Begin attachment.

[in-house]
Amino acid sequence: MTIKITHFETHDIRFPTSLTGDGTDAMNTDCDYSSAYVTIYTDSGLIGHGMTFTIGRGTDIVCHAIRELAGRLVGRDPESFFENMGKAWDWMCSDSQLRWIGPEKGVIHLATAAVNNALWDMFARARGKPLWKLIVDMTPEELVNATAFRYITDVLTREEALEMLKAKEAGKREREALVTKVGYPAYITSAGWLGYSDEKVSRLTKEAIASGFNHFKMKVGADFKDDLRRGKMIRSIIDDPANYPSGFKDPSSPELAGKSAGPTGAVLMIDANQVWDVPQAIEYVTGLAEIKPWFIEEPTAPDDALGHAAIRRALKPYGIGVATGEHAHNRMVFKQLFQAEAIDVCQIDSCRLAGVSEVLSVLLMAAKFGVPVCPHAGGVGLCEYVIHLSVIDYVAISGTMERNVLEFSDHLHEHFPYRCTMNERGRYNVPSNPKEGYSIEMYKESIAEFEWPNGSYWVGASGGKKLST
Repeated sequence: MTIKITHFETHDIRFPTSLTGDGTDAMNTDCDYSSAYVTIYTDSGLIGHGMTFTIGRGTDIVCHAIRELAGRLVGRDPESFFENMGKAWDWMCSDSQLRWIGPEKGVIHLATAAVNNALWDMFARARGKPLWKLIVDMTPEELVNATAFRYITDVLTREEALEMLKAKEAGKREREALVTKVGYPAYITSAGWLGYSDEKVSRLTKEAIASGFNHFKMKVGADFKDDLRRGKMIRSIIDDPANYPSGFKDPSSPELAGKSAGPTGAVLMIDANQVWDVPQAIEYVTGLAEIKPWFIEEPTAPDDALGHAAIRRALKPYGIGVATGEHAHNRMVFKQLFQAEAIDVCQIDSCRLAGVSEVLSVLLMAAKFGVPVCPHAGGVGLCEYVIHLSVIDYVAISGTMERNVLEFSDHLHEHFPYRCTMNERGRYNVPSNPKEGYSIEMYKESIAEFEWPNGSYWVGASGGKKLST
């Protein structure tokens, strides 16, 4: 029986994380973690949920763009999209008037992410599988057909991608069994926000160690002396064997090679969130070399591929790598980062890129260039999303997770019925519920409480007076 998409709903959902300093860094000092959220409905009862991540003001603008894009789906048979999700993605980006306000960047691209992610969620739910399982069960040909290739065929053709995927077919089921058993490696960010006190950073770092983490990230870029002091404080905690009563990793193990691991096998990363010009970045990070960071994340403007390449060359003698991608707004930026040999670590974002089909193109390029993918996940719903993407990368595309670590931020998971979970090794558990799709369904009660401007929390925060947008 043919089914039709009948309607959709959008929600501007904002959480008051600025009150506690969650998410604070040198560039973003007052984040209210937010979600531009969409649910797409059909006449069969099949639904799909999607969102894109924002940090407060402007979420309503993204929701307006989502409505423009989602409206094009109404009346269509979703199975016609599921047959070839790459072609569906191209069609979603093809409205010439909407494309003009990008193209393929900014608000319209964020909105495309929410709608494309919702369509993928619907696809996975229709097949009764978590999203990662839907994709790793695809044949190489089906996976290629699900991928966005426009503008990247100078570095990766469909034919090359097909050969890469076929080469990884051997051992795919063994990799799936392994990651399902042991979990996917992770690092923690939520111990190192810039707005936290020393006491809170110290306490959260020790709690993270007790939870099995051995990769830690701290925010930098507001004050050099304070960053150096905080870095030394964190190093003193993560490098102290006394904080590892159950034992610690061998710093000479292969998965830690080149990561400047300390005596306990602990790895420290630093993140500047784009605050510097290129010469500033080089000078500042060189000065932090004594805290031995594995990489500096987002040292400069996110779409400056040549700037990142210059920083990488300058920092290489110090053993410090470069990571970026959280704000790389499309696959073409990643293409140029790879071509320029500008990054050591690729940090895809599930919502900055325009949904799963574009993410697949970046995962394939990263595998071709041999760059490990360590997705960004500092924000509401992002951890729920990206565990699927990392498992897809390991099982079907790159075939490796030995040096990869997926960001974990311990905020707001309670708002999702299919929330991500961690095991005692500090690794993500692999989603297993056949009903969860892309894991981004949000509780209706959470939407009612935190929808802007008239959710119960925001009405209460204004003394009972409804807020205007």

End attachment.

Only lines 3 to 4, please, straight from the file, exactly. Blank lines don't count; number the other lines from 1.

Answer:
Repeated sequence: MTIKITHFETHDIRFPTSLTGDGTDAMNTDCDYSSAYVTIYTDSGLIGHGMTFTIGRGTDIVCHAIRELAGRLVGRDPESFFENMGKAWDWMCSDSQLRWIGPEKGVIHLATAAVNNALWDMFARARGKPLWKLIVDMTPEELVNATAFRYITDVLTREEALEMLKAKEAGKREREALVTKVGYPAYITSAGWLGYSDEKVSRLTKEAIASGFNHFKMKVGADFKDDLRRGKMIRSIIDDPANYPSGFKDPSSPELAGKSAGPTGAVLMIDANQVWDVPQAIEYVTGLAEIKPWFIEEPTAPDDALGHAAIRRALKPYGIGVATGEHAHNRMVFKQLFQAEAIDVCQIDSCRLAGVSEVLSVLLMAAKFGVPVCPHAGGVGLCEYVIHLSVIDYVAISGTMERNVLEFSDHLHEHFPYRCTMNERGRYNVPSNPKEGYSIEMYKESIAEFEWPNGSYWVGASGGKKLST
């Protein structure tokens, strides 16, 4: 029986994380973690949920763009999209008037992410599988057909991608069994926000160690002396064997090679969130070399591929790598980062890129260039999303997770019925519920409480007076 998409709903959902300093860094000092959220409905009862991540003001603008894009789906048979999700993605980006306000960047691209992610969620739910399982069960040909290739065929053709995927077919089921058993490696960010006190950073770092983490990230870029002091404080905690009563990793193990691991096998990363010009970045990070960071994340403007390449060359003698991608707004930026040999670590974002089909193109390029993918996940719903993407990368595309670590931020998971979970090794558990799709369904009660401007929390925060947008 043919089914039709009948309607959709959008929600501007904002959480008051600025009150506690969650998410604070040198560039973003007052984040209210937010979600531009969409649910797409059909006449069969099949639904799909999607969102894109924002940090407060402007979420309503993204929701307006989502409505423009989602409206094009109404009346269509979703199975016609599921047959070839790459072609569906191209069609979603093809409205010439909407494309003009990008193209393929900014608000319209964020909105495309929410709608494309919702369509993928619907696809996975229709097949009764978590999203990662839907994709790793695809044949190489089906996976290629699900991928966005426009503008990247100078570095990766469909034919090359097909050969890469076929080469990884051997051992795919063994990799799936392994990651399902042991979990996917992770690092923690939520111990190192810039707005936290020393006491809170110290306490959260020790709690993270007790939870099995051995990769830690701290925010930098507001004050050099304070960053150096905080870095030394964190190093003193993560490098102290006394904080590892159950034992610690061998710093000479292969998965830690080149990561400047300390005596306990602990790895420290630093993140500047784009605050510097290129010469500033080089000078500042060189000065932090004594805290031995594995990489500096987002040292400069996110779409400056040549700037990142210059920083990488300058920092290489110090053993410090470069990571970026959280704000790389499309696959073409990643293409140029790879071509320029500008990054050591690729940090895809599930919502900055325009949904799963574009993410697949970046995962394939990263595998071709041999760059490990360590997705960004500092924000509401992002951890729920990206565990699927990392498992897809390991099982079907790159075939490796030995040096990869997926960001974990311990905020707001309670708002999702299919929330991500961690095991005692500090690794993500692999989603297993056949009903969860892309894991981004949000509780209706959470939407009612935190929808802007008239959710119960925001009405209460204004003394009972409804807020205007």